“It may thus be conclusive with reference to the stage at which it is made, and it may also be conclusive as to a person who is not a party to the enquiry or trial, against whom it is directed.”

As already men6oned, the view expressed in Mohan Lal’s case may be open to debate or difference. One such example is to be found in the (1) [1977] 2 S.C.R. 160.

decision of this Court in Prakash Chand Agarwal & Ors. v. M/s Hindustan Steel Ltd.(1) wherein it was held that an order of the High Court sekng aside an ex-parte decree in the suit and restoring the suit to the file of the Trial Court is not a final order within the meaning of Ar6cle

133. It is to be no6ced that if the High Court would have refused to set aside the ex-parte decree, the proceeding for sekng it aside would have finally ended and on some of the principles culled out by the majority in Mohan Lars case, such an order would have been a final order. We are, however, not under any necessity to enter into this controversial arena. In our opinion whether the type of the order aforesaid would be a final order or not, surely it will not be an interlocutory order within the meaning of sub-sec6on (2) of sec6on 397 of the 1973 Code. Before we conclude we may point out an obvious, almost insurmountable, difficulty in the way of applying literally the test laid down in Kuppuswami Rao’s case and in holding that an order of the kind under considera6on being not a final order must necessarily be an interlocutory one. If a complaint is dismissed under sec6on 203 or under sec6on 204(4), or the Court holds the proceeding to be void or discharges the accused, a revision to the High Court at the instance of the complainant or the prosecutor would be competent, otherwise it will

make sec6on 398 of the new Code o6ose. Does it stand to reason, then, that an accused will have no remedy to move the High Court in revision or invoke its inherent power for the quashing of the criminal proceeding ini6ated upon a complaint or otherwise and which is fit to be quashed on the face of it ? The legislature leR the power to order further inquiry intact in ‘sec6on

398. Is it not, then, in consonance with the sense of jus6ce to leave intact the remedy of the accused to move the High Court for sekng aside the order adversely made against him in similar circumstances and to quash the proceeding ? The answer must be given in favour of the just and reasonable view expressed by us above. For the reasons stated above, we allow this appeal, set aside the judgment and order of the High Court and remit the case back to it to dispose of the appellant’s pe66on on merits, in the manner it may think fit and proper to do in accordance with the law and in the light of this judgment.”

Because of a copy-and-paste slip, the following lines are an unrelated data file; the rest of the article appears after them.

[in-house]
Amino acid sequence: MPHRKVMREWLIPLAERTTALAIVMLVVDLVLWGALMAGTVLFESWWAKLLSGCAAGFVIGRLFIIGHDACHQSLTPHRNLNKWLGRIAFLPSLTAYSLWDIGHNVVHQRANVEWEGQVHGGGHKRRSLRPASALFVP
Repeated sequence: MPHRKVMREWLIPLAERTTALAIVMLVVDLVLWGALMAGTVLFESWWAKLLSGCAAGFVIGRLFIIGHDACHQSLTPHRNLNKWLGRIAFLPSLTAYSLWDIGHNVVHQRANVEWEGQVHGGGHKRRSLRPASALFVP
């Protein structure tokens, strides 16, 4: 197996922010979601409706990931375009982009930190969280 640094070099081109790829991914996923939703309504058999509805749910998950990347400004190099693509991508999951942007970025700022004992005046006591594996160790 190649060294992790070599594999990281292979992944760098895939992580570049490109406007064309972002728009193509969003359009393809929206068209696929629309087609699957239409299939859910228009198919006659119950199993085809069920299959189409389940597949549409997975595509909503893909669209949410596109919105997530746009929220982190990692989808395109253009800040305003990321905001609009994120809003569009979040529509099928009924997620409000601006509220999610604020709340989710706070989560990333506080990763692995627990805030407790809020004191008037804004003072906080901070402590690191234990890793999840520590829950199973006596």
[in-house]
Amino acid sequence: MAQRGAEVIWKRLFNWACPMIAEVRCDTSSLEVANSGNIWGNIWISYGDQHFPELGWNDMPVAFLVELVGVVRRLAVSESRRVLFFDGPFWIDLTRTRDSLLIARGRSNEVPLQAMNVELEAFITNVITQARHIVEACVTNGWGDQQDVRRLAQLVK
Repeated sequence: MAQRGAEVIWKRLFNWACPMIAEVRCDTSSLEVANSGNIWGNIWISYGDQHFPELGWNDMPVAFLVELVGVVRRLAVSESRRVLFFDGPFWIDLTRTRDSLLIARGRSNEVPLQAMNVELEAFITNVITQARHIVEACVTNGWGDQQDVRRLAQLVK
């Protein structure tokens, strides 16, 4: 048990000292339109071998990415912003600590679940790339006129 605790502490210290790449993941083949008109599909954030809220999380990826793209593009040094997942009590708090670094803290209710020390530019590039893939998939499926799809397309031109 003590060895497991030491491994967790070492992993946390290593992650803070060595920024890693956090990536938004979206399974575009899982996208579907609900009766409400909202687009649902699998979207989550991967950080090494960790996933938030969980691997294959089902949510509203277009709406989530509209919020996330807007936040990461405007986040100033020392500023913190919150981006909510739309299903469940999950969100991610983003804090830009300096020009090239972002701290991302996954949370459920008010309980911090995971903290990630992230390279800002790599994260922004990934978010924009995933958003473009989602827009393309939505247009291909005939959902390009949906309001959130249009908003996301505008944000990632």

1. Conclusion and Suggestion

Thus, whether the order rejecting the release of the vehicle is an interlocutory order would depend on its nature and content and its bearing on the final outcome of the case. If it doesn’t decide or touch the important rights or liabilities of the parties, then it can be termed an interlocutory order and hence not open to revision. However, if it does impact the rights and liabilities of the parties involved, it may not be an interlocutory order and could be revised under Section 397(1) CrPC.

It is suggested that the revisional court, in this case, should examine the nature of the order and determine whether it is indeed an interlocutory order. If it isn’t, and instead affects the rights and liabilities of the party involved, the court should exercise its revisional jurisdiction as per Section 397(1) of the CrPC.


If the revisional court upholds the objection and concludes that the order is indeed interlocutory and thus not open to revision, the party has the option to approach the High Court under Section 482 CrPC. This section grants inherent powers to the High Court to make such orders as may be necessary to give effect to any order under this Code, or to prevent abuse of the process of any Court or otherwise to secure the ends of justice.

  1. Final Words

Therefore, although the path to revision might be complex in this case, it is not impossible. It is advised that a detailed examination of the order and its implications should be done before proceeding further in the course of action. Legal provisions and judgment mentioned in this report will be of significant guidance in this matter.

Happy Hunting ! Iftikhar Hassan Samoon,

Advocate, Hon’ble High Court Of

Jammu and Kashmir and Ladakh